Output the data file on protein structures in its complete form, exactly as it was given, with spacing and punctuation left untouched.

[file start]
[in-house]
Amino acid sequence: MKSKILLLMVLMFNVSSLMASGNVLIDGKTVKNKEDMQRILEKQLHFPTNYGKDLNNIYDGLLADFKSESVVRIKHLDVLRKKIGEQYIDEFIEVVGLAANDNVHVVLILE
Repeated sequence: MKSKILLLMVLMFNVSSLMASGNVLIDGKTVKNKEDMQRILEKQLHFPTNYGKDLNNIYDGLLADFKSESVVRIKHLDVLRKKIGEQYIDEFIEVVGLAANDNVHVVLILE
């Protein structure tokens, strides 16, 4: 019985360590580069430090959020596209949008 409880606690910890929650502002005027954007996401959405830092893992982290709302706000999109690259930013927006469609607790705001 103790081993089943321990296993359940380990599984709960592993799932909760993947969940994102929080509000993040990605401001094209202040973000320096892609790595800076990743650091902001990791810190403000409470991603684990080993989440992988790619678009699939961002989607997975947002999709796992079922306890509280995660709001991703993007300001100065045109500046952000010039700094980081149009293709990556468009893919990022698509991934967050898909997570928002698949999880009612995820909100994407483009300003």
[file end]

[in-house]
Amino acid sequence: MKSKILLLMVLMFNVSSLMASGNVLIDGKTVKNKEDMQRILEKQLHFPTNYGKDLNNIYDGLLADFKSESVVRIKHLDVLRKKIGEQYIDEFIEVVGLAANDNVHVVLILE
Repeated sequence: MKSKILLLMVLMFNVSSLMASGNVLIDGKTVKNKEDMQRILEKQLHFPTNYGKDLNNIYDGLLADFKSESVVRIKHLDVLRKKIGEQYIDEFIEVVGLAANDNVHVVLILE
């Protein structure tokens, strides 16, 4: 019985360590580069430090959020596209949008 409880606690910890929650502002005027954007996401959405830092893992982290709302706000999109690259930013927006469609607790705001 103790081993089943321990296993359940380990599984709960592993799932909760993947969940994102929080509000993040990605401001094209202040973000320096892609790595800076990743650091902001990791810190403000409470991603684990080993989440992988790619678009699939961002989607997975947002999709796992079922306890509280995660709001991703993007300001100065045109500046952000010039700094980081149009293709990556468009893919990022698509991934967050898909997570928002698949999880009612995820909100994407483009300003």